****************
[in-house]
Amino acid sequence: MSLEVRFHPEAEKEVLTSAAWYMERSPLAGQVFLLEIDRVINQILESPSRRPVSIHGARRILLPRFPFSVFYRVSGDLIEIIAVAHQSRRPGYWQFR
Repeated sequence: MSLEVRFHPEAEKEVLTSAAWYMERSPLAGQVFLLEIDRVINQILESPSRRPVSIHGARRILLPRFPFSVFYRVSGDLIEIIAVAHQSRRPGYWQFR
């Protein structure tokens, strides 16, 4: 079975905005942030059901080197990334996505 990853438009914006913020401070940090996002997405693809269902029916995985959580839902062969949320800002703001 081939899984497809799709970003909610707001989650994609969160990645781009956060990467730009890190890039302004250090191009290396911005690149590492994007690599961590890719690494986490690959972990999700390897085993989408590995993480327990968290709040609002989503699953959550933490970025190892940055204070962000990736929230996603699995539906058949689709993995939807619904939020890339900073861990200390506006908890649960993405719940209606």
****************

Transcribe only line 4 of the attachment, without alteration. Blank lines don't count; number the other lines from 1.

């Protein structure tokens, strides 16, 4: 079975905005942030059901080197990334996505 990853438009914006913020401070940090996002997405693809269902029916995985959580839902062969949320800002703001 081939899984497809799709970003909610707001989650994609969160990645781009956060990467730009890190890039302004250090191009290396911005690149590492994007690599961590890719690494986490690959972990999700390897085993989408590995993480327990968290709040609002989503699953959550933490970025190892940055204070962000990736929230996603699995539906058949689709993995939807619904939020890339900073861990200390506006908890649960993405719940209606």